Go, hack yourself! – Ignite 2019 Edition

In spring 2019 I have written a post on how you can hack yourself to better understand the Microsoft Tools that help you defend modern attacks. Since then, several months and one MS Ignite have been passed, in other words: things have changed.

In this blog post, we are going to take a closer look into the brand new (currently in private preview) Microsoft Security Portal called “Microsoft Threat Protection” – and we will show –based on some hacking activity what value it adds for you.

So, another Security Portal? Really? – you ask?
Yes – one to consolidate them all – Microsoft replies!

Let’s have a look:

Once in public preview, you can reach the new portal under https://security.microsoft.com

The MTP portal consolidates alerts and hunting data from Office ATP, Microsoft Defender ATP, Azure ATP and Microsoft Cloud App Security.

And it provides you with a data schema for Office ATP and MDATP, which means you can hunt over both data sources:

(There is more in this portal, like secure score and so on, but today, we concentrate on alerts, incidents and hunting).

The Malware

To get familiar with MTP, we will build our own attack. Therefore, I have written a small tool in .net, that downloads a picture from a certain URL and displays it:

That’s at least the user’s perspective. But our tool (it is called jpgLoader) has an extra functionality – it reads some metadata from the loaded jpg (EXIF) in which you normally find the name of the photographer and the like – and … it executes what it finds in there 🙂

As you can see, it executes cmd.exe and adds the arguments listed under label1.Text. Before that, the EXIF metadata of the jpg is written to label1.Text, which means, whatever we want to execute, must be written to the EXIF comment – how do you do that? Exactly, photoshop is your friend:

With that, our little jpgLoader will execute powershell and write “Hello EmptyDC” to the console.

Such techniques are not new. They are used to circumvent sandboxes that try to detonate (execute) attachments of Email and so on and then check what the exe is doing. If we assume, that the picture that is loaded does not have any malicious command line in the EXIF description field, it might be delivered. With the jpg on a certain URL, you kind of have a command & control server. Whenever you change the description field with a command of your choice, the jpgLoader would execute it for you.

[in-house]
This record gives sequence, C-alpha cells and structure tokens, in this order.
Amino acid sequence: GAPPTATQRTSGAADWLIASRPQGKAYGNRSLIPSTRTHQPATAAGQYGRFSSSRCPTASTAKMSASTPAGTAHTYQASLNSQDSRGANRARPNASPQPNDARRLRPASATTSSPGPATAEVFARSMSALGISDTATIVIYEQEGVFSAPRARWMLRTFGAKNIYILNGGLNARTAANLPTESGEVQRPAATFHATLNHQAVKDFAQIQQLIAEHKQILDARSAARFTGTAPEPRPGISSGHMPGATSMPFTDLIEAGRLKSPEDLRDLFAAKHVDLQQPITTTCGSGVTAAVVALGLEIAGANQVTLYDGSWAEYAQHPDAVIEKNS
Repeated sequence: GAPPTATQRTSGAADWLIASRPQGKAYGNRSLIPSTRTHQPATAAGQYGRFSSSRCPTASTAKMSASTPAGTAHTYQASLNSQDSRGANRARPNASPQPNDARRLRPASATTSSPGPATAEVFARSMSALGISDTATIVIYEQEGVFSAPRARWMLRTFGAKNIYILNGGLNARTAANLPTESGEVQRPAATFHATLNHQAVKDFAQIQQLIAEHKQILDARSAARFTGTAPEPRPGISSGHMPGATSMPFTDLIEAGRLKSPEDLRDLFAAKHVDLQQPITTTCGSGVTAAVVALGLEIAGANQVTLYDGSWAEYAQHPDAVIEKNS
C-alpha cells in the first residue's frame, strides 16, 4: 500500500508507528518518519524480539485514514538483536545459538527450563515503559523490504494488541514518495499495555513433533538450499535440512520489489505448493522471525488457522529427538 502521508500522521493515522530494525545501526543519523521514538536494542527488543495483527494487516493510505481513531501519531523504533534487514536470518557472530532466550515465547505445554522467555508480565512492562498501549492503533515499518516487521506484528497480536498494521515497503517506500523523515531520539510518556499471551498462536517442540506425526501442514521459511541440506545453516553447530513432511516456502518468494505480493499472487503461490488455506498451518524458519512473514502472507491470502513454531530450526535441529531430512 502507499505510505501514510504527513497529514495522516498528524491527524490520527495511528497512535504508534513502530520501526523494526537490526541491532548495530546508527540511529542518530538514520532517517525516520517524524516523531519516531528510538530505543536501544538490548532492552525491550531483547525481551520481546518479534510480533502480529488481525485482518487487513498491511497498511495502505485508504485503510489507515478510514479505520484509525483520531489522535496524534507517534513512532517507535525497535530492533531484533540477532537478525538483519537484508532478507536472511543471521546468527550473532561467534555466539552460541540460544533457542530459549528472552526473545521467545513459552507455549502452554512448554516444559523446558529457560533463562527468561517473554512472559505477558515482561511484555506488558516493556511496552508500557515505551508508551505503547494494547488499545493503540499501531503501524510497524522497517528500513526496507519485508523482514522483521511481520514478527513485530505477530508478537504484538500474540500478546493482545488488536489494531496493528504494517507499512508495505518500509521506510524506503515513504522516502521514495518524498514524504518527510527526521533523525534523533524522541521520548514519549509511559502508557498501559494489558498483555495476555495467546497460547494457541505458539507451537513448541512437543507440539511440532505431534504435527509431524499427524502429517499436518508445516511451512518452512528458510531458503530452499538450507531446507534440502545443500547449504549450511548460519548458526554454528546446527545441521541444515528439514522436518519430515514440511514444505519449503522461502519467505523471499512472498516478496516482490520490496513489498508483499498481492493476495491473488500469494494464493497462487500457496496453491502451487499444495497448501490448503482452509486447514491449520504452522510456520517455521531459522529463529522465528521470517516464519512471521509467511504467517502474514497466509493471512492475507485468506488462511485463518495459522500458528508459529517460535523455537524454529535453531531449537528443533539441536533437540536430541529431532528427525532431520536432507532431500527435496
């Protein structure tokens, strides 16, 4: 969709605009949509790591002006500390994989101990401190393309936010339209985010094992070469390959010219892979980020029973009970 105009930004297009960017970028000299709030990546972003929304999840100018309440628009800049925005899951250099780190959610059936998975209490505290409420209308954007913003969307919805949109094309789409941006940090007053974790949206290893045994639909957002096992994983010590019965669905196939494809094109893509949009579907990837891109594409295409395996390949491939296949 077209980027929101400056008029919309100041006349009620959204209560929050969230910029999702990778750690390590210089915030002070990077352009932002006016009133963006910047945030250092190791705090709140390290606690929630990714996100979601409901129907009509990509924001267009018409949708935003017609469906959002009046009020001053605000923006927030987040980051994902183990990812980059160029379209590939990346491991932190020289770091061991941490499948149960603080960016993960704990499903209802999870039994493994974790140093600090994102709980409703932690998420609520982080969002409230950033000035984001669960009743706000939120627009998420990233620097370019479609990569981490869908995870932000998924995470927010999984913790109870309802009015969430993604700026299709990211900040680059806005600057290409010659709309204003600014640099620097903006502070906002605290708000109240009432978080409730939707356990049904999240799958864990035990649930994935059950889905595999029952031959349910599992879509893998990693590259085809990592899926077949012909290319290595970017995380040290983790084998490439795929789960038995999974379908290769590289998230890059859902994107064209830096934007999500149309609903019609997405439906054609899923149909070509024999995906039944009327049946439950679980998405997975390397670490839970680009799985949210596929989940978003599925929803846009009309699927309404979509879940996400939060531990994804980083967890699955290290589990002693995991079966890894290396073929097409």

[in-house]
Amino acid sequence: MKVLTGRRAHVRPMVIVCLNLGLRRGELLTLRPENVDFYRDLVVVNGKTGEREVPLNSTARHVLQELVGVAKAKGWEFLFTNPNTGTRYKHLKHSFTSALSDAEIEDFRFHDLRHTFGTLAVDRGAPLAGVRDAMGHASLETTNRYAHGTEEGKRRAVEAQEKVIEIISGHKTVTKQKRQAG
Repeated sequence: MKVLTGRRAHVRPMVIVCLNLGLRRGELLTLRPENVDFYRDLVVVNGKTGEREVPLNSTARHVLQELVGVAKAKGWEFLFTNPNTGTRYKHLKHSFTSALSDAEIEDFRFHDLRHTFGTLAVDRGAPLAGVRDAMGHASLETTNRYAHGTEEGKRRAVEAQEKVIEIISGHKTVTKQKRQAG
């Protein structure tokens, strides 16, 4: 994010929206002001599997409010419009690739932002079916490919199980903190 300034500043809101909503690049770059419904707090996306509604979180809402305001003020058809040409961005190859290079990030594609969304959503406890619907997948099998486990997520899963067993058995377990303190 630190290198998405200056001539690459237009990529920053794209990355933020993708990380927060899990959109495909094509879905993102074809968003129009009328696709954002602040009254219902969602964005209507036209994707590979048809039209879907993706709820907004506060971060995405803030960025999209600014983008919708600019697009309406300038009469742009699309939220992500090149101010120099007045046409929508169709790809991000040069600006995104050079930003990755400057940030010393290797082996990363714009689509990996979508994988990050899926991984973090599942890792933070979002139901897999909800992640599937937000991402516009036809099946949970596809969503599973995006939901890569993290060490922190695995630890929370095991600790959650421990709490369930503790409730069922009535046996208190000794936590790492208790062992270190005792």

The Attack

Now, lets send the jpgLoader to to test-user:

That Email was delivered to junk mail and smart screen also makes it harder for the user to execute the attachment. As you see, the delivery method would need some tweaking, but that’s not the intention of this post – so let’s proceed with the first real command:

We are doing some Active Directory ‘reconnaissance’ here. We are checking the members of several groups. Then, we make a DNS lookup for the domain controller and the domain:

All those on-premises reconnaissance tactics can be found here.

Whenever we want to execute a new command, we must update the description field via photoshop and then upload the picture to our website from which the picture is loaded by the jpgLoader.

The last thing we do is to execute a powershell that downloads mimikatz (again, there would be more advanced ways of doing that, but for the sake of this demo – we are fine):

Microsoft Threat Protection

MTP can help here to get more visibility into our attack. The first thing we see, when we go to ‘incidents’ is a new incident that contains alerts from multiple sources – which is great:

When you click on the incident, you get the list of the alerts and also find the reason why those alerts are contained in the same incident:

Now, let’s go hunting!

When you click on the MDATP alert, you will be redirected to the alert in the MDATP portal:

As you can see, MDATP displays the exact command we have written into the EXIF information. We also see that powershell was started via CMD. If we check the timeline of the machine, we find an interesting entry shortly before the alert happened:

If we now search the timeline for jpgLoader we find another interesting entry saying, OUTLOOK.EXE has created jpgLoader.zip.

Let’s now use advanced hunting to dig deeper. We can gather more information about the sender or about the computers on which our little malware was copied to – depending on the query we highlight:


MTP combines alerts and hunting data from the most important Microsoft Cloud Security tools. The hunt-able data will be extended over the time. This is a first great step into consolidation. I am looking forward to seeing more in this area.

The query only shows a very simple sample of what is possible. You can also combine the tables in the schema by a ‘join’. I will dig deeper into advanced hunting and the possibilities with the query language kusto in my next blog post. So long, thanks for reading!

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